"These are the areas we have to get into -- complex intelligent applications, data sciences, analytics," Sikka said in a media interview.
Sikka said Infosys' iconic co-founder N R Narayana Murthy has told him that he will not interfere in the firm's working.
"I would love to get his (Murthy's) advice. He has told me very clearly that he will not interfere... not second guess or any other. And he has made it crystal clear. But on the other hand, I feel like I would be totally remiss in my job -- this is an incredible iconic pioneer in the country not only in the industry and we have such an amazing instinct.
"...of course in the life of a company. That in the life of a company there comes a time when the instinct of the founder has to be transformed...," he added.
Giving insights on Infosys' future strategy, Sikka said that the firm will work on streamlining various verticals, which will compliment each other.
"We have built great applications that are not widely known. We can't create two different companies - the one that does the new sexy stuff that Vishal is interested in and the other is the boring dull stuff. This is not the point. The key is that the same teams.
"...perhaps there are different practices. Perhaps there are different contracts, project methodologies but the same people. You know Toyota manufactures the Lexus (as well as basic cars). Like a pyramid. There are things at the tip of the pyramid...," he added.
The former Board member of the German software giant SAP said he would be keen to work with Prime Minister Narendra Modi, who has struck an "inspirational" chord with the citizens.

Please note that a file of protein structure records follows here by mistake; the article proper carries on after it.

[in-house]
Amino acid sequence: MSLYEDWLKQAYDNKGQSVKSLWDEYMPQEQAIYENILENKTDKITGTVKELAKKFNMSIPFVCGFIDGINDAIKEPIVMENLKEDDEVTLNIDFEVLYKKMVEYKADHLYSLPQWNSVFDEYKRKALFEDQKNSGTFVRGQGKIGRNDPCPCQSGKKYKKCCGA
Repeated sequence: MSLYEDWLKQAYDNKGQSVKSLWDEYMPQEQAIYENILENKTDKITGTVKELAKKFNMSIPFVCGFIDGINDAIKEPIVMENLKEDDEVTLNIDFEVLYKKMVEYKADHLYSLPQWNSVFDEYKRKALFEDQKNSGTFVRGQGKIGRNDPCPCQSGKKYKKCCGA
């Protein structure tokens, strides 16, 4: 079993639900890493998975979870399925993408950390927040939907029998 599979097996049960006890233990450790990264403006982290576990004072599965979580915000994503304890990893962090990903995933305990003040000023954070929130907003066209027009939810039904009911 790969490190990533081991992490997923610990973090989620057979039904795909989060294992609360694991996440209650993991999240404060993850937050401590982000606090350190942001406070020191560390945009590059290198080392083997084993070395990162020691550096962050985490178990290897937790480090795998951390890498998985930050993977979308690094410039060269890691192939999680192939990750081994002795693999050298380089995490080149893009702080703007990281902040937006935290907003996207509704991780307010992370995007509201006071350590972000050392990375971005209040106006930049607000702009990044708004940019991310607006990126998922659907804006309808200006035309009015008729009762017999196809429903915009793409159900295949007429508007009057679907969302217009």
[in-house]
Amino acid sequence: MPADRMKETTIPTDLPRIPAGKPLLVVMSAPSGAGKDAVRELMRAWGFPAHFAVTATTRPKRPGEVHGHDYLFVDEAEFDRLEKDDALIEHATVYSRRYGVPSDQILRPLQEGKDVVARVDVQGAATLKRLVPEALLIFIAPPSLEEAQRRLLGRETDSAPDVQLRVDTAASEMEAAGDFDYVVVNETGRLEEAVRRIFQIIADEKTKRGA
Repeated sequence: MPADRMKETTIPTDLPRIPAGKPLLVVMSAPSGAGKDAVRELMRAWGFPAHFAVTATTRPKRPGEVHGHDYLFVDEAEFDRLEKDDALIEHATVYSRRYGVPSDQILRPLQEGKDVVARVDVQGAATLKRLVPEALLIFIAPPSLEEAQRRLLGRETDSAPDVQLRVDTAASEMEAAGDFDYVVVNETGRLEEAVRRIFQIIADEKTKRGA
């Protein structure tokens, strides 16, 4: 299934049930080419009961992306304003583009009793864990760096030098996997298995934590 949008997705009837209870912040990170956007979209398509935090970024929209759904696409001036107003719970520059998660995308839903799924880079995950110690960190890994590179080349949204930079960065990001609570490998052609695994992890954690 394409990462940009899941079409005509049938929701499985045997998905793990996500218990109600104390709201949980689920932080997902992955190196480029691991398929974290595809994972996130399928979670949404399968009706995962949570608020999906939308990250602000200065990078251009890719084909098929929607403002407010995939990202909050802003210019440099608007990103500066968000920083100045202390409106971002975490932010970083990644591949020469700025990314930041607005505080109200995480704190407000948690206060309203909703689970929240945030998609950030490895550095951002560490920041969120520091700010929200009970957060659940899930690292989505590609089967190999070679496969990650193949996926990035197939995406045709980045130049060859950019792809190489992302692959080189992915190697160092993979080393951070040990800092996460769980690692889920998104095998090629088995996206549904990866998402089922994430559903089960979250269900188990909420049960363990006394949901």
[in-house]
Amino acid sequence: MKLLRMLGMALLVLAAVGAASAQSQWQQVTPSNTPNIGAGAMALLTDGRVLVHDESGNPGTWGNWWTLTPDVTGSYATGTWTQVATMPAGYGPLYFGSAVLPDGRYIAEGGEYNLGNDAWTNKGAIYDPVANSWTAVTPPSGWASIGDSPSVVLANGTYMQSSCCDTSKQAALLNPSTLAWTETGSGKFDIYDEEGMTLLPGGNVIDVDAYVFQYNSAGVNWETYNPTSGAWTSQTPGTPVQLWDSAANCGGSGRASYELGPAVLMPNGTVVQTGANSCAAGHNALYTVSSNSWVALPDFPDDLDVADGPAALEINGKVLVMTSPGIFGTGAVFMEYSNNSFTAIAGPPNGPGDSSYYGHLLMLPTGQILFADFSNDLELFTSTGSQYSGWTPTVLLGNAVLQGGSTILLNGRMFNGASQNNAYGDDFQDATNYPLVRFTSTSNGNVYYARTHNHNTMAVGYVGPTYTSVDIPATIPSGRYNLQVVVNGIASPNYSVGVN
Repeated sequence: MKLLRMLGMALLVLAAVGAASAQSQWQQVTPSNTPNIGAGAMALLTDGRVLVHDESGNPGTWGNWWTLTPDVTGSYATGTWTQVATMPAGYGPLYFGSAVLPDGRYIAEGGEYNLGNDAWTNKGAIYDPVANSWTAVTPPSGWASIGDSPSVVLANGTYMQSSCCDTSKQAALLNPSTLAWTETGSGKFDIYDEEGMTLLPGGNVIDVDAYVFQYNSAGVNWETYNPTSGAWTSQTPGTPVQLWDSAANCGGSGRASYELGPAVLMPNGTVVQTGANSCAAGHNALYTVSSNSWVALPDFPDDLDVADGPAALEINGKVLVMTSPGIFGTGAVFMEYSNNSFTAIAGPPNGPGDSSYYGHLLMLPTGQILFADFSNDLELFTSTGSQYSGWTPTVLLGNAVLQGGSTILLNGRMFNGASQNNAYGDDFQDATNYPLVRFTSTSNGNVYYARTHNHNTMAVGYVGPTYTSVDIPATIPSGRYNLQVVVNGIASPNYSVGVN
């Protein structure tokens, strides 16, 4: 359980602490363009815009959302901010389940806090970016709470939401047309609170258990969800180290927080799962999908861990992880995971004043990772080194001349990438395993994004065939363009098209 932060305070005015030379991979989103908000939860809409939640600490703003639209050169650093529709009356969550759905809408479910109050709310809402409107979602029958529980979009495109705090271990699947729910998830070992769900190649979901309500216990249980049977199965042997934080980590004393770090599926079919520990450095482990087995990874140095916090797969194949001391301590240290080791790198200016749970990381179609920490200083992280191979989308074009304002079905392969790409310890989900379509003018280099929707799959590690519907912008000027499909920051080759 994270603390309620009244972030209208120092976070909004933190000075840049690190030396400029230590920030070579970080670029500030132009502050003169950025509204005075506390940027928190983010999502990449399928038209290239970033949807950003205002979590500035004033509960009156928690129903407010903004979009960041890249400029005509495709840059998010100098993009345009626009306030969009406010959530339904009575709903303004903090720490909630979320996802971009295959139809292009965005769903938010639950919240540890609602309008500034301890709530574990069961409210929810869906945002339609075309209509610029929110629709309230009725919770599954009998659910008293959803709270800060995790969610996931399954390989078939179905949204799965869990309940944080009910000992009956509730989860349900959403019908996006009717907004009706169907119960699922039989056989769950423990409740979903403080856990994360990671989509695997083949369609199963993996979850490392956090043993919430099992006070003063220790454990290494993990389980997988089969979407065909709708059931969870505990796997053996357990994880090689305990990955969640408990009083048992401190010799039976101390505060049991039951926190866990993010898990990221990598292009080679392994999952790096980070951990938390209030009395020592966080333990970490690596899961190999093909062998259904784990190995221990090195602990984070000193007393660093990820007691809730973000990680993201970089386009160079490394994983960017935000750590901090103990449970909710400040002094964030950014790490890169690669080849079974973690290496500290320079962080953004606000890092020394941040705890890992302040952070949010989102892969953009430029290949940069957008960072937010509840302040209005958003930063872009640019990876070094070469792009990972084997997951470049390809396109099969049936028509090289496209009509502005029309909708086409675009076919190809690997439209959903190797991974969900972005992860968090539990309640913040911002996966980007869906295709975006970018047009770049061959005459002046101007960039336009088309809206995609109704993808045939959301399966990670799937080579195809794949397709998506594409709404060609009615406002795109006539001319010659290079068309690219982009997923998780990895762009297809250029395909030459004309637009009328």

"... the fact that he has the Baroda connection like I do, is very gratifying. I would love to meet him and see if we can help in his mission in some way. We have a great opportunity to help change the world and we would miss the point if we didn't do something for India," he added.
In a separate media interview, the first outsider and non-founder Chief Executive Officer (CEO) of Infosys said his vision is to regain the past glory of the Bangalore- headquartered firm and turn it into an industry bellwether.
"Right now, we are not planning to bring in any change to the aspirations that we have laid out to the markets. We believe we can do a lot more around intellectual property, reuse of software and achieve economies of scale," Sikka said when asked about changes he is planning to make at Infosys.
He further said: " I'm looking to put in place a way to get Infosys to enter new areas where software is making its way for the first time - whether it is through building new industry-oriented software applications or developing software with partners or working with startups."